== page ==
In the OPA454 datasheet I found an interesting circuit idea that I'm not sure what is it usually called (if there is a common name for it).
It involves using two opamps to shift the rails of a 3rd one. Note that unlike a bridged [tied load] configuration this circuit requires a doubling of the voltage supply rails. On the other hand, the load is not floating in this circuit, so you can combine ts idea with the bridge to get 4X the output voltage swing (relative to using a single opamp). I'm omitting the 6-opamp bridged picture here as rather obvious; you can find one in the aforementioned datasheet.
My question is just what's a/the common name (if any) for this circuit idea. If I were to coin a name, "dynamic rails", "dynamic operating point" or something like that seems reasonable to me. (But these names don't get any sensible results back via google search.)
EDIT: I also saw something similar, but cheaper, with two BJTs instead of opamps for the "rail shifters" (A1 and A2) in a 1999 EDN article titled
"Bootstrapping your op amp yields wide voltage swings" written by [then] AD employees Grayson King and Tim Watkins. Using BJTs would introduce some more non-linearities, no doubt. So maybe "bootsrapping" might be the name for this technique...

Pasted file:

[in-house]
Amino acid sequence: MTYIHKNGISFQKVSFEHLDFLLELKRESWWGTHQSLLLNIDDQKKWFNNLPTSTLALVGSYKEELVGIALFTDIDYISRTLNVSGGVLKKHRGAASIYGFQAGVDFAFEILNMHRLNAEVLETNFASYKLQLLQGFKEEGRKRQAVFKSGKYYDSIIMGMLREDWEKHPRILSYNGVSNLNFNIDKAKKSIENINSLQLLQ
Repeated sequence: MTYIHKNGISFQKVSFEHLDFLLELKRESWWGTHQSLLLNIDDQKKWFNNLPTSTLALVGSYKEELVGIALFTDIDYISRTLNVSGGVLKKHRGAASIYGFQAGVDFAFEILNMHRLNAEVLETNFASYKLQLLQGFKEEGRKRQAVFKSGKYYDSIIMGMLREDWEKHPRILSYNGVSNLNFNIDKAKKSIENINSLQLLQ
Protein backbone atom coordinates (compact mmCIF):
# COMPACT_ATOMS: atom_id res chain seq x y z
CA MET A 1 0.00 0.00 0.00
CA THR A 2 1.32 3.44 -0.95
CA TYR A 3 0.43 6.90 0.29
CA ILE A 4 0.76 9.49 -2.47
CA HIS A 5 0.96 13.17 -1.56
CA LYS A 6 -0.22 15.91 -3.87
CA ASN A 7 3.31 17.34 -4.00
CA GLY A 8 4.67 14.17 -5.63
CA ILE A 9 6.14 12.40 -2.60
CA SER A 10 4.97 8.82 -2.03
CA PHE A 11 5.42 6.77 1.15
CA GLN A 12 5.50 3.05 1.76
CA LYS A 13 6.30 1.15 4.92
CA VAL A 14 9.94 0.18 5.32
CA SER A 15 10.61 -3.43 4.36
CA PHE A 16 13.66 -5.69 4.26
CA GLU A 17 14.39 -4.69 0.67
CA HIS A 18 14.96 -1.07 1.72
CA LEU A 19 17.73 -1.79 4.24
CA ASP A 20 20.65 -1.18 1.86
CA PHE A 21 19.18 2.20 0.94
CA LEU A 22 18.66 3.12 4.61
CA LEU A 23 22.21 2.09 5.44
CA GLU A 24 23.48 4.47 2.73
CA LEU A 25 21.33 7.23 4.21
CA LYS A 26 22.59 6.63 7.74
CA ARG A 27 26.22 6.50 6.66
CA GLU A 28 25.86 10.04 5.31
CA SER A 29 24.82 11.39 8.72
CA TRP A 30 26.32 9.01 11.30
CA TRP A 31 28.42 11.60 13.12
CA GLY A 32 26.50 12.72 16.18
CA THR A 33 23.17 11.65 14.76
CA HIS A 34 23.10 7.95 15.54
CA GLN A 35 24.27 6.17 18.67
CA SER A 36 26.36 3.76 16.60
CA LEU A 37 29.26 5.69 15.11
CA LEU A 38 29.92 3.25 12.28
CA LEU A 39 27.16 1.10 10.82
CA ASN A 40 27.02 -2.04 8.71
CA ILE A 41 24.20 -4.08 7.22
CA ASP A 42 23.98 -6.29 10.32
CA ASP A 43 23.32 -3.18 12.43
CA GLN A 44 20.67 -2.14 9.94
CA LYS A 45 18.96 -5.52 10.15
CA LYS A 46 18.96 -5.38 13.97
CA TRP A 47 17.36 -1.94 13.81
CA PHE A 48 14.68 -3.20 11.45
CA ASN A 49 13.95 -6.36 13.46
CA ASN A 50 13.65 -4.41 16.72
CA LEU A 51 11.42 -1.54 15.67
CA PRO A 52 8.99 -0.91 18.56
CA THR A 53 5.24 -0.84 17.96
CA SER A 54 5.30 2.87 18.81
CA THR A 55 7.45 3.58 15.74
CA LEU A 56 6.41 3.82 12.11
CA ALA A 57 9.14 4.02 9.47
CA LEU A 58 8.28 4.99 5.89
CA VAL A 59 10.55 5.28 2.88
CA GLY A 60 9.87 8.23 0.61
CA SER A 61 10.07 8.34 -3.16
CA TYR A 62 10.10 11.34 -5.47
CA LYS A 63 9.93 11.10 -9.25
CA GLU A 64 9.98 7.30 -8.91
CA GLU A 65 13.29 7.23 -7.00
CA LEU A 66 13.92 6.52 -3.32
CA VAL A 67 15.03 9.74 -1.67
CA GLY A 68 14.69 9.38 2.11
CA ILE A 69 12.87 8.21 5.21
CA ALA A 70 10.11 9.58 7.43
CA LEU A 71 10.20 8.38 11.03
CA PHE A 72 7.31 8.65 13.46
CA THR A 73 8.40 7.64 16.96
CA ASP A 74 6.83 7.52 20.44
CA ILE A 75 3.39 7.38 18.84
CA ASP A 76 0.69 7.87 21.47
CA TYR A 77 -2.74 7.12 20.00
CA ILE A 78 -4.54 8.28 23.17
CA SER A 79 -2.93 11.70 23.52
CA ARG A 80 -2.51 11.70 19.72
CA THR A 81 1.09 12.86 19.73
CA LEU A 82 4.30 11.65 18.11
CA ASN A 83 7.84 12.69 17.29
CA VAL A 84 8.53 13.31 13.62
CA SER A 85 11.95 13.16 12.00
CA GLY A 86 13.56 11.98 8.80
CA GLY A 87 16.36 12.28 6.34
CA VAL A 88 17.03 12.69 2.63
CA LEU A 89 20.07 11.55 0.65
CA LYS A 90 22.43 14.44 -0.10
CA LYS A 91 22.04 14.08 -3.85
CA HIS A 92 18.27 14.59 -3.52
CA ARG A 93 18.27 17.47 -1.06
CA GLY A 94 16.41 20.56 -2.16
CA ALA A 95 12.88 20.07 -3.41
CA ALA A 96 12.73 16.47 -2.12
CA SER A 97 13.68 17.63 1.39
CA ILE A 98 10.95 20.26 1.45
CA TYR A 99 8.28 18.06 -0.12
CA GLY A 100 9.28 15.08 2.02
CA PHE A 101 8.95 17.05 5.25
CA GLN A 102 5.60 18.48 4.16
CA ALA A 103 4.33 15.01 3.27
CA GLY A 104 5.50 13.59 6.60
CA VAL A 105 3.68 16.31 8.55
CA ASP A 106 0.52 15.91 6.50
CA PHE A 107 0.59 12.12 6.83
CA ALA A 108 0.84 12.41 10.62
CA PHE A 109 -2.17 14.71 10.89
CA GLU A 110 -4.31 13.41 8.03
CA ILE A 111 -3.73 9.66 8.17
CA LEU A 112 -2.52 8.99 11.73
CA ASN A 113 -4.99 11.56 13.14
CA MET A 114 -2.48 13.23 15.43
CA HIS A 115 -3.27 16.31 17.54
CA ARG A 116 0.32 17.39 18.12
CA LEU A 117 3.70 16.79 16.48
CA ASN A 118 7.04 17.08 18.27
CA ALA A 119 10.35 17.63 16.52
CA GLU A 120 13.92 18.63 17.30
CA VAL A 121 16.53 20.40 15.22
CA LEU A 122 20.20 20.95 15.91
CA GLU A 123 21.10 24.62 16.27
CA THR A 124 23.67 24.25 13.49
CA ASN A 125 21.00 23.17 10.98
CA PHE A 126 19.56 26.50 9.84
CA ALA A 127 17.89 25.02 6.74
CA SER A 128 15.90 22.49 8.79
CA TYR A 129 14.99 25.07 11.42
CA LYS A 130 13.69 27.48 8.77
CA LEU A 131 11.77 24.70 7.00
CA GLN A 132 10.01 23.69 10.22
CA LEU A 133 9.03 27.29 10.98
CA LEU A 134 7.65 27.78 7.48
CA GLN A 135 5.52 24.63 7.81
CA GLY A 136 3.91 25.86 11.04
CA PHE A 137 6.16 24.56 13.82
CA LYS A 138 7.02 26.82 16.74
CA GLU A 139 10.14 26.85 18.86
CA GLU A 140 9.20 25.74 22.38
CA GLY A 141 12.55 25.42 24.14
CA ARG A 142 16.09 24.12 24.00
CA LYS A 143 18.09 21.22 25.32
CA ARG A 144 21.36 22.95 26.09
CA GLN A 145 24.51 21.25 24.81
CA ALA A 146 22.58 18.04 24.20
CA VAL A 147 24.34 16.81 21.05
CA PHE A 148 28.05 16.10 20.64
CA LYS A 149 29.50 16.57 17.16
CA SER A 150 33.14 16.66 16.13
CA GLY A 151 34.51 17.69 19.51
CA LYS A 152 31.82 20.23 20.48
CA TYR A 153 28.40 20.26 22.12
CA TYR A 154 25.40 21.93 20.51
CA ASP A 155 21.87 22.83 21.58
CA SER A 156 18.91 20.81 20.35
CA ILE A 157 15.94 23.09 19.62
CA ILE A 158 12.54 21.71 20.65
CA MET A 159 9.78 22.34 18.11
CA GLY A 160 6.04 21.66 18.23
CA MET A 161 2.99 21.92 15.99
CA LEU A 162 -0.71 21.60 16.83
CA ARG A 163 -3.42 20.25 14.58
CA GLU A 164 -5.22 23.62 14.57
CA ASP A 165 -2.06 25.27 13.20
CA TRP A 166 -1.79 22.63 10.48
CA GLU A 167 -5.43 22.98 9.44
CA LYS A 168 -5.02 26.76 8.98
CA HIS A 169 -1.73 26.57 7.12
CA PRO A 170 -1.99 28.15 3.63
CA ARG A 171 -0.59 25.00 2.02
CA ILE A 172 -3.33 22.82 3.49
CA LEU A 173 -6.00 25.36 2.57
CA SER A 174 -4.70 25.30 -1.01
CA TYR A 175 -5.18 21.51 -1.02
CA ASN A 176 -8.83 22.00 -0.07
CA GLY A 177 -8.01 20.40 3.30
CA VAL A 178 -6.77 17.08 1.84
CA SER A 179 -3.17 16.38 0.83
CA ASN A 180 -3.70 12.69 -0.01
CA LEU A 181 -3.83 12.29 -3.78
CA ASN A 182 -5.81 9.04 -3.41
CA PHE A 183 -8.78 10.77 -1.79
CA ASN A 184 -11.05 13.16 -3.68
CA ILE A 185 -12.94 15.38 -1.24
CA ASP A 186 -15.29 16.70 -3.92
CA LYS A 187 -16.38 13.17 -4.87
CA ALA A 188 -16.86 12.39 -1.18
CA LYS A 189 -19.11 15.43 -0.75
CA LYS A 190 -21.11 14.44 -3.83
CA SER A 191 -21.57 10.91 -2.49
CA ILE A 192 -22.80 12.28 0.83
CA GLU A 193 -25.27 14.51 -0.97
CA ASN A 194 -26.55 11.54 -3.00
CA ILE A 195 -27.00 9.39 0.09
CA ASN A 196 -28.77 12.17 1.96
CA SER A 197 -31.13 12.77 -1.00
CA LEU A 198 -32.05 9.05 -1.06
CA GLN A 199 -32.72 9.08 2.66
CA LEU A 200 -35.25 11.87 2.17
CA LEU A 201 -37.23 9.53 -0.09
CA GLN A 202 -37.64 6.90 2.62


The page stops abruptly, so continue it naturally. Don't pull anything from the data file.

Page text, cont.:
although Rod Eliott's page discussing the issues with this approach never calls it that, so I'm not convinced "bootstrapping" is the name for it... (EDIT3: Well, this was an incorrect reading of the purpose of that circuit; see comment below the question.)
EDIT2: In another article and in AD app note AN-232 (cited in that article), "supply bootstrapping" or "substrate bootstrapping" refers to something similar (altering the rail voltage via "feedback"), but in these articles it is done for a different purpose: a reduction of the input capacitance non-linearity for opamps with FET input stage... So, I'm guessing "bootstrapping" encompasses the idea I've asked about, but can generally mean the use of this supply-voltage-shifting technique for other purposes.